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We absorb art in different ways. There’s art that makes you grin, art that makes you gag, art that you meet with a perfectly neutral expression. Then there’s art that slaps you in the face with its sheer loony brilliance. Occupying this last category is Meredith Dittmar, a Portland-based sculptress who works with clay to produce tableaux as wacky and gorgeous as something out of a dream (or nightmare).

Influenced by a childhood of pet pigs, spy games and hay forts combined with a computer science education and a career in interactive design, Dittmar creates her work primarily with Premo polymer clay and wire. In a nutshell, it’s unlike anything we’ve seen before. Read an interview with the artist at Fecal Face, then check out her website. Kinda makes you want to spend an afternoon inside her brain.

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Giant Robot SF: Future Colors of America

Published September 14, 2009 by Graham

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Woah, it’s a total dream team of stupendously talented and darkly funny illustrators! Matt Furie (check out our interview with Furie), Aiyana Udesen, and Albert Reyes have come together for a show at Giant Robot’s San Francisco gallery, and their new work looks beyond the boundaries of rad. This triad of titillating artists have covered the walls of GRSF with hot dogs, wombats, babes, and B-list celebrities. What more could you ask for? Maybe a picture of a Wild Thing leering at Denise Richards? Your wish is Aiyana Udesen’s command. Check it out before the show closes on September 16th!

Photos via Fecal Face.

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Paper Rad’s Peace Offerring

Published July 13, 2009 by Graham

Art collective Paper Rad haven’t lost their touch. It’s been a while since we’ve heard their camp, but it seems like they’re everywhere you look, now. Jacob Ciocci is currently travelling the US on his 2 Blessed 2 B Stressed Tour in support of his solo music and a new 45-minute DVD-R containing the above video, Peace Tape. Paper Rad-adjacent band Extreme Animals, who recorded the soundtrack for Peace Tape, are touring this summer as well. Fecal Face has an interview with Ben Jones, another fantastic artist in the PR orbit, that’s as intense and brutally honest as it is absurdly comical:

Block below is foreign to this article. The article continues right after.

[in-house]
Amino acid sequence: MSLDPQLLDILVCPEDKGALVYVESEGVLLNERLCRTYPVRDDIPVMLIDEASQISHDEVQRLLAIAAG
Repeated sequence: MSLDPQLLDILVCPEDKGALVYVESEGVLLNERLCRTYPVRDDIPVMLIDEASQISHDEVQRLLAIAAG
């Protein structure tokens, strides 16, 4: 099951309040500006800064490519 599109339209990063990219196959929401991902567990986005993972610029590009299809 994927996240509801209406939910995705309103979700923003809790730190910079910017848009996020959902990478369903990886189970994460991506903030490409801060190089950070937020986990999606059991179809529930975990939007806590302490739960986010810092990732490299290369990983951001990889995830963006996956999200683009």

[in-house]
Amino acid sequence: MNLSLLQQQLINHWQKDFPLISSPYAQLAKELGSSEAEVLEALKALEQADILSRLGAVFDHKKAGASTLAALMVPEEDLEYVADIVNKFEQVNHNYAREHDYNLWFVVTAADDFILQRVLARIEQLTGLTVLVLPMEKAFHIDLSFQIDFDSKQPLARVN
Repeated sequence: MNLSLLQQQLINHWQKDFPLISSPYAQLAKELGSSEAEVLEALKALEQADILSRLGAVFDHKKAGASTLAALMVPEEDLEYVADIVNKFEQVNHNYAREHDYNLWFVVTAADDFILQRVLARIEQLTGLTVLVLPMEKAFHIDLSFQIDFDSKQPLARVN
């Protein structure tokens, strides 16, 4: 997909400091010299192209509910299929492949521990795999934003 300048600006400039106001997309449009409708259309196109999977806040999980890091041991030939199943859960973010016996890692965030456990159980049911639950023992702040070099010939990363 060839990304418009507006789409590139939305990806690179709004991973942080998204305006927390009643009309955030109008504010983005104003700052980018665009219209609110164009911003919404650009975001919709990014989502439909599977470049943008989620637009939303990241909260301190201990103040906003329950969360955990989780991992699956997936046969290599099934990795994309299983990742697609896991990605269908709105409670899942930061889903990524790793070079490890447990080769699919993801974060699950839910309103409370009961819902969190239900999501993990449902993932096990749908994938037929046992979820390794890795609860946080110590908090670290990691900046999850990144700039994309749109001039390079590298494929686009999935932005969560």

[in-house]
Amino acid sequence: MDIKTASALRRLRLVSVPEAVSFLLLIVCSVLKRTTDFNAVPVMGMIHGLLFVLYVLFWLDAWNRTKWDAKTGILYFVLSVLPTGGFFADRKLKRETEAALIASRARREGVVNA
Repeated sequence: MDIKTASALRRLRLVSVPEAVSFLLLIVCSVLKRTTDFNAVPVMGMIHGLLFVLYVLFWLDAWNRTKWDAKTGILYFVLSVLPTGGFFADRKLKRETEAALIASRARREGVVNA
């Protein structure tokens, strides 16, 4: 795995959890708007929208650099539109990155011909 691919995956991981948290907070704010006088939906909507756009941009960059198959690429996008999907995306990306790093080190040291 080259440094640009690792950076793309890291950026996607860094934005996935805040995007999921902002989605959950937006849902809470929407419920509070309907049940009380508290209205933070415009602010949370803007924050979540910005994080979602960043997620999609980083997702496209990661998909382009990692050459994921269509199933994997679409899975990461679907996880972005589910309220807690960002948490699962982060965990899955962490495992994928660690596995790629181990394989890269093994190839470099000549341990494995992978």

After having been around the artworld for a hot minute, what are yours thoughts on it? You have made fun of it time and time again, and with just cause. Where is it right now, where do you think its going?

Any really good artist, or just any happy smart person can explain quickly and simply why things like fame, or the art world, or war are essentially meaningless and then also how these things attract young stupid white kids, or people with mental problems, or classic Americans as a result of the of these populations having low consciousness and/or intelligence. If you really are into the art world or TMZ or the Taliband it means you have a type of retardation.

But at the same time, since these populations have such a predictable and simplistic understanding of life, I think it is okay to inject good ideas and good energy into these retarded systems, so that we can help evolve the universe. And to do this you have to sometimes wear the right kind of shoes or try to think up clever answers to questions I guess. I don’t know, I think the next big thing in the art world is going to be The Beastie Boys.

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What has been greatly inspiring/uninspiring to you?

Love, jogging, Pantera, punching the air or bushes, yelling at a cat on the street “why are you looking me!” then coming home and cooking some baked beans and listening to the Adam Carolla podcast and then being like, hmmm, webmd.com…search…depression…hmmmmm oh look its 3 am, time to “go to bed”.